Long term, projects that allow end-users to make modifications that are considered "against the law" might be regarded illegal. If we are not prepared this could hit us. In case we are not prepared at all, it might hit us even harder.

The European directives are aimed mainly towards market actors (manufacturers, importers) that put devices onto the market and not end-users. We, as end-users & developers & security-researchers, need to worry if we really cause RF-interference. Just opening an enclosure does not automatically cause non-compliance, it just voids some manufacturer warranties, but compliance is normally still OK. Also, we as single users might be responsible for a couple of devices, while a manufacturer sells thousands of devices. Adding too high gain antennas or tinkering with the EEPROM values for RF-power, that's something potentially invalidating the DoC (Declration of Conformity).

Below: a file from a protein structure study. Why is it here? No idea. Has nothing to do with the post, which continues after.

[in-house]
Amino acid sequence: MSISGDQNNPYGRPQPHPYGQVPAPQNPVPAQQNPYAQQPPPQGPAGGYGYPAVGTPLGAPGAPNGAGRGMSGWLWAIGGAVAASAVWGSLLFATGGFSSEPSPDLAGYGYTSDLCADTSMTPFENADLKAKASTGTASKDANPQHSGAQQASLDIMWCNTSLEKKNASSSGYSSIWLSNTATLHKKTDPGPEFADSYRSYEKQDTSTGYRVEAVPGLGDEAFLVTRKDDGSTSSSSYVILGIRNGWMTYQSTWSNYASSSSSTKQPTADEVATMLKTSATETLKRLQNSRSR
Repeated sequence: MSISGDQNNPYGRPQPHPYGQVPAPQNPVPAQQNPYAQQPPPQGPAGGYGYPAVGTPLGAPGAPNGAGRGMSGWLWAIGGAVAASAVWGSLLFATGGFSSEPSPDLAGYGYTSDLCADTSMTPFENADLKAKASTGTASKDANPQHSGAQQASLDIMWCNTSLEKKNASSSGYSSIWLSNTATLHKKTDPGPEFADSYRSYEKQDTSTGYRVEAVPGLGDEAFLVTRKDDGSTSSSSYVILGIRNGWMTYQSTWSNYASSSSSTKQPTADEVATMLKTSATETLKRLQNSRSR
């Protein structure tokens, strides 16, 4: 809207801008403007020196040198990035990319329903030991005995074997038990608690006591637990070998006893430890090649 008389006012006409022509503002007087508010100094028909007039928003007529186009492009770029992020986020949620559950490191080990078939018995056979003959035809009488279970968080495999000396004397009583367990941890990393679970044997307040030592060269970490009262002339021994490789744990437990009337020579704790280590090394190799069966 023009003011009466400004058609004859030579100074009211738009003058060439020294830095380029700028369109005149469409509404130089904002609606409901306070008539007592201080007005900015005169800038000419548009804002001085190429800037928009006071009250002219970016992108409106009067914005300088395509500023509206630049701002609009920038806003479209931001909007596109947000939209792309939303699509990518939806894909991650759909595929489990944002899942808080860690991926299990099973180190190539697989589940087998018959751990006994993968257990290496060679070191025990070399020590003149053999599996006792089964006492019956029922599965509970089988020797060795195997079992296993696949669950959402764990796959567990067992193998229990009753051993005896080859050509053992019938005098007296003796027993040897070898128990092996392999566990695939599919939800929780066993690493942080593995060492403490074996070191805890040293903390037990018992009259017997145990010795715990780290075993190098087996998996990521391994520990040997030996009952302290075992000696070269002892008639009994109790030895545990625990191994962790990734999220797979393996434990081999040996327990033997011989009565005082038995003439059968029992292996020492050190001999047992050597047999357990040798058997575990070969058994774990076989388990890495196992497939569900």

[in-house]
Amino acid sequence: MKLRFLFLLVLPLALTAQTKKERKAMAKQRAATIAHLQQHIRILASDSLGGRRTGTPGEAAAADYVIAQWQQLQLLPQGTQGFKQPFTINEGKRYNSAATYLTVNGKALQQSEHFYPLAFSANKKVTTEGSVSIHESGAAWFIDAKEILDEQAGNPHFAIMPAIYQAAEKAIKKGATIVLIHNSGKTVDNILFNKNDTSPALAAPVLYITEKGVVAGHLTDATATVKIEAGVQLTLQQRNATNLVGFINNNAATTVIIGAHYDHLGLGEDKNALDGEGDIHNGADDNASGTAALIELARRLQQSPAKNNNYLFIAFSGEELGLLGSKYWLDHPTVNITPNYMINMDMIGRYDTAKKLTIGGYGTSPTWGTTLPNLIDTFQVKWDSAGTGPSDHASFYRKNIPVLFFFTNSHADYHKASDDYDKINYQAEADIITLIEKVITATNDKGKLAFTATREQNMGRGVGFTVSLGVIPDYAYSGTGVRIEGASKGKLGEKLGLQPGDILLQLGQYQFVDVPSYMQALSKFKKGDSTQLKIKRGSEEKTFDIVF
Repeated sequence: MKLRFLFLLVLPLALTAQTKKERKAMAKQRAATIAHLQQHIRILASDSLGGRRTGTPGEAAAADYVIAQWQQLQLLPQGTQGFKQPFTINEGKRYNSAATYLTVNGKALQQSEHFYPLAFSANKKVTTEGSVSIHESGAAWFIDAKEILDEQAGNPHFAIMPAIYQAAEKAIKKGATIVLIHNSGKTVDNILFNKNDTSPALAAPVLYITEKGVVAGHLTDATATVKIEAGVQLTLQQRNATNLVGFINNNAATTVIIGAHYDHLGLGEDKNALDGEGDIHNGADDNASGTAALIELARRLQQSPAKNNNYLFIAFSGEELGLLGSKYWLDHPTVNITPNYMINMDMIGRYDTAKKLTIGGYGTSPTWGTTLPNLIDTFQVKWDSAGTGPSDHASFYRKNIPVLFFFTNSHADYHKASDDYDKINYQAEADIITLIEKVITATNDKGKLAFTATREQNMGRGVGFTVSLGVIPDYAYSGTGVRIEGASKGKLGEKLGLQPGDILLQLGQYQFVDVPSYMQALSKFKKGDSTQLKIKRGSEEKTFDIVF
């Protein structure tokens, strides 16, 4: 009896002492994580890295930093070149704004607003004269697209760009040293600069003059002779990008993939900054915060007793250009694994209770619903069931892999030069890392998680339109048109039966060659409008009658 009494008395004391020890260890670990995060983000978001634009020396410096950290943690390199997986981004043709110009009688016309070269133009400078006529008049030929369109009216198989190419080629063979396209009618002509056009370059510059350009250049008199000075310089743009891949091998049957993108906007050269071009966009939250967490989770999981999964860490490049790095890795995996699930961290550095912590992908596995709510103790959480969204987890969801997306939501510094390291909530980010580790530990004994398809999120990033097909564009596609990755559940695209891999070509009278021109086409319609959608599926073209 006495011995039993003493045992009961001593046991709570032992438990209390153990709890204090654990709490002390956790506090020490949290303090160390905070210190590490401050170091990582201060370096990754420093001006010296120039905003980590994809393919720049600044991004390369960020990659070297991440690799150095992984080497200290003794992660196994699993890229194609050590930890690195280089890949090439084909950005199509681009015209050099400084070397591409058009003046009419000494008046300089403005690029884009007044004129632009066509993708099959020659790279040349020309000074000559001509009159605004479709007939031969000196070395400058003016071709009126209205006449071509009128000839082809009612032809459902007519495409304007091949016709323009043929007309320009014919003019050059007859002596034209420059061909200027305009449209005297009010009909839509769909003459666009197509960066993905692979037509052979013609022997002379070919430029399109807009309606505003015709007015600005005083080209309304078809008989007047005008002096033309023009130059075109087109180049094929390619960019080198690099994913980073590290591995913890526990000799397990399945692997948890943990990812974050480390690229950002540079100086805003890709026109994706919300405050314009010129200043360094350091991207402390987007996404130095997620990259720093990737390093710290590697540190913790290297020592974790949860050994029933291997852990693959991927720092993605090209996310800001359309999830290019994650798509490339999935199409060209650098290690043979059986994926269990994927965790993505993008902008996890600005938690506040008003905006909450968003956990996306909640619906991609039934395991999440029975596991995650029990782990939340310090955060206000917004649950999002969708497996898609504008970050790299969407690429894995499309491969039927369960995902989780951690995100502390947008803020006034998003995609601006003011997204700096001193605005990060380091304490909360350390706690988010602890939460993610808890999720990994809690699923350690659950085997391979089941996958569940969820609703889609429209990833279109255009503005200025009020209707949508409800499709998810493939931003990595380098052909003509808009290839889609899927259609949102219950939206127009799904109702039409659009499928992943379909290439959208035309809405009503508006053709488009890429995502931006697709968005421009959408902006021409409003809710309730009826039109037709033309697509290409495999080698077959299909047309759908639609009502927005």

I am hoping to spark off better ideas than the ones currently coming to my mind. Cheers!

I would say they sell billions of devices per year in EU.
How many people of the whole population of EU do you believe exist that has the geek level of know how and will power to actually make this modification to a router?
100 or maybe 1000?

We will not reach any magic level of popularity since the standard living person simply doesn’t give a shit about the firmware in the router. They don’t even change the original password.

And if the EU market gets locked devices from the manufacturers, what do you think happens then?